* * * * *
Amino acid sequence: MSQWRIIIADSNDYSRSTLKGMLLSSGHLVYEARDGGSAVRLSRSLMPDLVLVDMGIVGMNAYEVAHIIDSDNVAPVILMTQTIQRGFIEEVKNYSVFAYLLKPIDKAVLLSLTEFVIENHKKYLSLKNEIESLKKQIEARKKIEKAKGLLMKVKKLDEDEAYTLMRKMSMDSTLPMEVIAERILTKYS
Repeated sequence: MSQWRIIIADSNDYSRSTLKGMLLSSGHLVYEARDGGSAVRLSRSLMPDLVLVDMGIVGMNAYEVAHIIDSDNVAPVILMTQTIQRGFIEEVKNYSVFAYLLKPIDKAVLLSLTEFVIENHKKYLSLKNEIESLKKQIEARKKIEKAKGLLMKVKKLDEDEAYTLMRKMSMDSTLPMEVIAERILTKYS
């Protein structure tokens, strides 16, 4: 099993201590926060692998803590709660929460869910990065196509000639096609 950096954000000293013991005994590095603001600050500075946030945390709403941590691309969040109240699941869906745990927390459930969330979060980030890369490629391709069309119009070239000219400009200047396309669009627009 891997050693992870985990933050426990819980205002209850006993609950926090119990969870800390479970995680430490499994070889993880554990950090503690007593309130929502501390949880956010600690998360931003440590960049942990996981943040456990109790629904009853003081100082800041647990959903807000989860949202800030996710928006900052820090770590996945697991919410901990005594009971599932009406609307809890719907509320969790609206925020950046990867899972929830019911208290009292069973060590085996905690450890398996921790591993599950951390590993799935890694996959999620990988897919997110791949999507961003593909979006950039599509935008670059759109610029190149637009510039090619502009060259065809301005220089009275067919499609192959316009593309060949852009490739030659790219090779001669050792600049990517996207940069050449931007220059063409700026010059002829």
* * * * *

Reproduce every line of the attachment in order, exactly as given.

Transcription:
Amino acid sequence: MSQWRIIIADSNDYSRSTLKGMLLSSGHLVYEARDGGSAVRLSRSLMPDLVLVDMGIVGMNAYEVAHIIDSDNVAPVILMTQTIQRGFIEEVKNYSVFAYLLKPIDKAVLLSLTEFVIENHKKYLSLKNEIESLKKQIEARKKIEKAKGLLMKVKKLDEDEAYTLMRKMSMDSTLPMEVIAERILTKYS
Repeated sequence: MSQWRIIIADSNDYSRSTLKGMLLSSGHLVYEARDGGSAVRLSRSLMPDLVLVDMGIVGMNAYEVAHIIDSDNVAPVILMTQTIQRGFIEEVKNYSVFAYLLKPIDKAVLLSLTEFVIENHKKYLSLKNEIESLKKQIEARKKIEKAKGLLMKVKKLDEDEAYTLMRKMSMDSTLPMEVIAERILTKYS
């Protein structure tokens, strides 16, 4: 099993201590926060692998803590709660929460869910990065196509000639096609 950096954000000293013991005994590095603001600050500075946030945390709403941590691309969040109240699941869906745990927390459930969330979060980030890369490629391709069309119009070239000219400009200047396309669009627009 891997050693992870985990933050426990819980205002209850006993609950926090119990969870800390479970995680430490499994070889993880554990950090503690007593309130929502501390949880956010600690998360931003440590960049942990996981943040456990109790629904009853003081100082800041647990959903807000989860949202800030996710928006900052820090770590996945697991919410901990005594009971599932009406609307809890719907509320969790609206925020950046990867899972929830019911208290009292069973060590085996905690450890398996921790591993599950951390590993799935890694996959999620990988897919997110791949999507961003593909979006950039599509935008670059759109610029190149637009510039090619502009060259065809301005220089009275067919499609192959316009593309060949852009490739030659790219090779001669050792600049990517996207940069050449931007220059063409700026010059002829």